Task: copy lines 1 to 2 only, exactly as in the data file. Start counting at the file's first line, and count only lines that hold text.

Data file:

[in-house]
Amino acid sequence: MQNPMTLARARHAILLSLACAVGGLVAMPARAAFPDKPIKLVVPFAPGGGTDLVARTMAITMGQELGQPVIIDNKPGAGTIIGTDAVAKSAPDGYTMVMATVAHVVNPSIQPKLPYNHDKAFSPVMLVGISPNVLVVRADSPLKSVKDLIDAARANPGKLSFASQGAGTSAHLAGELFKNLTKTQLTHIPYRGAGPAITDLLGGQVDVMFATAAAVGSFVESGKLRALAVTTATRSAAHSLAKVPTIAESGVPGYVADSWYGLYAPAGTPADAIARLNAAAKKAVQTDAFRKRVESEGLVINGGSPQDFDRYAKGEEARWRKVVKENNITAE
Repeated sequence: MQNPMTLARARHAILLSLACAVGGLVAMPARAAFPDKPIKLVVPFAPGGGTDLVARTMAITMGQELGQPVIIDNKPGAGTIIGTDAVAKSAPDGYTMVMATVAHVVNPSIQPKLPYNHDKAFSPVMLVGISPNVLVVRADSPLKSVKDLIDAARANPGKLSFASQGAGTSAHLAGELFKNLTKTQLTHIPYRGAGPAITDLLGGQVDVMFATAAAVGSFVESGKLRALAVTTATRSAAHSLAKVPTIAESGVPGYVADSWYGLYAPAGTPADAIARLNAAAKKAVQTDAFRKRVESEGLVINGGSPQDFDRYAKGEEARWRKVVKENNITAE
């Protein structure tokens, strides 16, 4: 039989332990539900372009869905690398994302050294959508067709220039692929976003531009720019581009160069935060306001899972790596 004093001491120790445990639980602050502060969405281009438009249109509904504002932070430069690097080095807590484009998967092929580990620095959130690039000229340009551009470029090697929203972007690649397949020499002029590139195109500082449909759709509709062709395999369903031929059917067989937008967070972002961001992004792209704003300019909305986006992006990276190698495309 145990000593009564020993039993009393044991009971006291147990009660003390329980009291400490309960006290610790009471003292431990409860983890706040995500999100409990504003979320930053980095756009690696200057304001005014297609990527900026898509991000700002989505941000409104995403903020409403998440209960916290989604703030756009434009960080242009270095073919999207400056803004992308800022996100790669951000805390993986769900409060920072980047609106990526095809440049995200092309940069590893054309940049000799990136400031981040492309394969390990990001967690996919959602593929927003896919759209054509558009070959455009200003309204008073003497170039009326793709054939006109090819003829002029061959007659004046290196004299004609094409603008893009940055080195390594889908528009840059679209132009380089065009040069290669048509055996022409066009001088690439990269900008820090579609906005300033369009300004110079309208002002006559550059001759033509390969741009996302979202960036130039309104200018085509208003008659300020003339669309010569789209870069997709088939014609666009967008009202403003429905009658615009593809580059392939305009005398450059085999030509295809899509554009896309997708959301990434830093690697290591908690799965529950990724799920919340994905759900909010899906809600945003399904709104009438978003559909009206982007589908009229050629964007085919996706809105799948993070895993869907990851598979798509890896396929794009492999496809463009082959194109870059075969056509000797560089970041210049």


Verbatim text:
[in-house]
Amino acid sequence: MQNPMTLARARHAILLSLACAVGGLVAMPARAAFPDKPIKLVVPFAPGGGTDLVARTMAITMGQELGQPVIIDNKPGAGTIIGTDAVAKSAPDGYTMVMATVAHVVNPSIQPKLPYNHDKAFSPVMLVGISPNVLVVRADSPLKSVKDLIDAARANPGKLSFASQGAGTSAHLAGELFKNLTKTQLTHIPYRGAGPAITDLLGGQVDVMFATAAAVGSFVESGKLRALAVTTATRSAAHSLAKVPTIAESGVPGYVADSWYGLYAPAGTPADAIARLNAAAKKAVQTDAFRKRVESEGLVINGGSPQDFDRYAKGEEARWRKVVKENNITAE